Clarity of design can boost effectiveness of safety regs in high-hazard industries: report
Washington – Noting that “regulators of high-hazard industries must have an informed and reasoned basis for making their regulatory choices,” a recent report from the National Academies of Sciences, Engineering, and Medicine states that clarifying design concepts of safety regulations in industries such as transportation, chemical manufacturing, and offshore oil and gas development – and exploring how various circumstances may impact them – can help.
A committee of experts in regulation, risk analysis and management assembled at the request of the Pipeline and Hazardous Materials Safety Administration found that safety regulations often draw criticism after incidents occur. However, the effectiveness of these regulations still can be difficult to gauge because the aim is to limit statistically rare catastrophes. This can be further complicated by the inconsistent use of descriptors of means- and ends-based regulations – terms such as “performance-based” and “prescriptive” – that tend to be murky, the report states.
The committee identified four main types of regulatory design and tested each one against different high-hazard applications. The report authors warned the regulators against placing excessive emphasis on generic lists of advantages and disadvantages for design types.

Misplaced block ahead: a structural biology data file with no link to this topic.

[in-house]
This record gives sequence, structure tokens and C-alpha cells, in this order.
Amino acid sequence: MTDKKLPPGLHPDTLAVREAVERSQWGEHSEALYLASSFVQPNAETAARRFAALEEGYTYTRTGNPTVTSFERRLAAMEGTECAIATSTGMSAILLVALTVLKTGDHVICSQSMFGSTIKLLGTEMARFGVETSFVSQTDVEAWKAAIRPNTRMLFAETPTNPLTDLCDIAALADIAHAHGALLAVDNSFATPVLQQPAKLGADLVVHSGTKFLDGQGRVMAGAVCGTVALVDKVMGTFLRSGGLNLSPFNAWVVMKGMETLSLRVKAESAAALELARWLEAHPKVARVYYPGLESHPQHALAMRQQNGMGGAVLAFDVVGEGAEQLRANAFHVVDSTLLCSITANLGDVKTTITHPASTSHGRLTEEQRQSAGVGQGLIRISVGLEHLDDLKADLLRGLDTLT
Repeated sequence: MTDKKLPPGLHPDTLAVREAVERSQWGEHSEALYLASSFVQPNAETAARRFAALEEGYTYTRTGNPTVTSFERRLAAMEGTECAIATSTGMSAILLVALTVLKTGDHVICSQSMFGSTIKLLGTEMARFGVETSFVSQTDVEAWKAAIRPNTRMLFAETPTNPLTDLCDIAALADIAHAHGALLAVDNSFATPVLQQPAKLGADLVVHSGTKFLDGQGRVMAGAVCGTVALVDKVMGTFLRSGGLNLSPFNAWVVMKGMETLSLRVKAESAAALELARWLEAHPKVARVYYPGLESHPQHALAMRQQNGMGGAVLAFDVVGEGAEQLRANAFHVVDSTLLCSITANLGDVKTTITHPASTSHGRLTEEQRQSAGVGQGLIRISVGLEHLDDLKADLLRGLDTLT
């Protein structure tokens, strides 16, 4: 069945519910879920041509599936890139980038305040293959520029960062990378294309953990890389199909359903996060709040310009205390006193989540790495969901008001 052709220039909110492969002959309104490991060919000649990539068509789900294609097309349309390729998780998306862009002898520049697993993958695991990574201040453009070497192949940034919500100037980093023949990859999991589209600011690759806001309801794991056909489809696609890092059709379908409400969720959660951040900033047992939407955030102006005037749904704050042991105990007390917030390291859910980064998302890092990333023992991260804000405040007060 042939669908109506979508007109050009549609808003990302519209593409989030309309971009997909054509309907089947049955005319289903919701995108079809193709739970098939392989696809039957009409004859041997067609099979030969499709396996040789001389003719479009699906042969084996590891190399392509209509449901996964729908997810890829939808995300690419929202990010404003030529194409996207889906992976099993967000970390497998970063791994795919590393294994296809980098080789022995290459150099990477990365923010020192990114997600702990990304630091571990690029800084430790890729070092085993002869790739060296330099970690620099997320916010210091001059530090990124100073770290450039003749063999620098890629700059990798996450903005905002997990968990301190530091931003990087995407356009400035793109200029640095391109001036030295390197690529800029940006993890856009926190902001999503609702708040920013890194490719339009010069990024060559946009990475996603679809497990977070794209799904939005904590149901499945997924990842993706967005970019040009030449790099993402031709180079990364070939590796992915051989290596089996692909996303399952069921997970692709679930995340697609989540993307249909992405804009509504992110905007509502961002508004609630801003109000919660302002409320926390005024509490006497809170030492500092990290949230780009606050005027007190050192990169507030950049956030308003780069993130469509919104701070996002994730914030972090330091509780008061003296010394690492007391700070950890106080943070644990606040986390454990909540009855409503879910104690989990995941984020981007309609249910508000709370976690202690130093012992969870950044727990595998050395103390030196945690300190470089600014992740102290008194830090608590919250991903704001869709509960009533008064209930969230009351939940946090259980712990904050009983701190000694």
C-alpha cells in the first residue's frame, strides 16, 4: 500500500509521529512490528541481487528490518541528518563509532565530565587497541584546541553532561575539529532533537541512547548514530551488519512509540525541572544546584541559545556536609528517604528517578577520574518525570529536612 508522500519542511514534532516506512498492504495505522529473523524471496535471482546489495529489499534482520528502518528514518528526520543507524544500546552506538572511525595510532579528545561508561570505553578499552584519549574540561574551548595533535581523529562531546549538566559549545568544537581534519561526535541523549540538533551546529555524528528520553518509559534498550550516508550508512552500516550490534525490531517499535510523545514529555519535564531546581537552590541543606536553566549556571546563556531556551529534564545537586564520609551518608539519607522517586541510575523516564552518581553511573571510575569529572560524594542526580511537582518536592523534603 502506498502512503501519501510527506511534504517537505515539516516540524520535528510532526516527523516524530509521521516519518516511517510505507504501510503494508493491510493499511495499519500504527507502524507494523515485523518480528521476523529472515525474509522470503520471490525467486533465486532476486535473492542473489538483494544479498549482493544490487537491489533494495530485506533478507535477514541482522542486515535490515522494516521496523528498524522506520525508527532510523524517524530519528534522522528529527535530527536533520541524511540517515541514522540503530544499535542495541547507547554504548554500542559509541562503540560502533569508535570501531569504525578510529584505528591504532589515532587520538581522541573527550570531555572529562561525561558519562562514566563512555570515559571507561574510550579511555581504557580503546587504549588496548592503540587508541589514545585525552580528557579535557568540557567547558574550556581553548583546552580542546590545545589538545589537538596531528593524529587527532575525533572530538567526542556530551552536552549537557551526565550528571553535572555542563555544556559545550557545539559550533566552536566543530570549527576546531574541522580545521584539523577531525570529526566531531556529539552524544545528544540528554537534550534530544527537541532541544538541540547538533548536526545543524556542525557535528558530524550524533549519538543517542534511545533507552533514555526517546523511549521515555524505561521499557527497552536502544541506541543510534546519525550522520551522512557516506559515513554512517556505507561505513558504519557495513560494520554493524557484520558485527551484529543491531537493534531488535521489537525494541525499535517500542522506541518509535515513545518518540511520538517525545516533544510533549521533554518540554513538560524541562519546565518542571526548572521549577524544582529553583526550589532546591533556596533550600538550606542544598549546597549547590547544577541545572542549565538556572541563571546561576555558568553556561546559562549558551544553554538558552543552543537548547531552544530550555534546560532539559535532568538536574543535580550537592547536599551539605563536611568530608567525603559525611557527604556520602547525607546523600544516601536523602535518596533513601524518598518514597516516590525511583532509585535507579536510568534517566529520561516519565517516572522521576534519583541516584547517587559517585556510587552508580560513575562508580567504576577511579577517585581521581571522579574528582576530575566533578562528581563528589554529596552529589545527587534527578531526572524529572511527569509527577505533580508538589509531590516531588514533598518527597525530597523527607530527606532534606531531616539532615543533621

“A safety regulator’s primary aim in choosing among regulatory designs should be to select designs that best suit the nature of the safety problem to be addressed,” the report states. “The regulator should take into account its own capabilities and resources for ensuring compliance and the capacity of regulated entities to meet their obligations. If such preconditions are missing or cannot be created, the regulator should be concerned that the type of regulation being considered will be inapplicable to the circumstances and potentially ineffective.”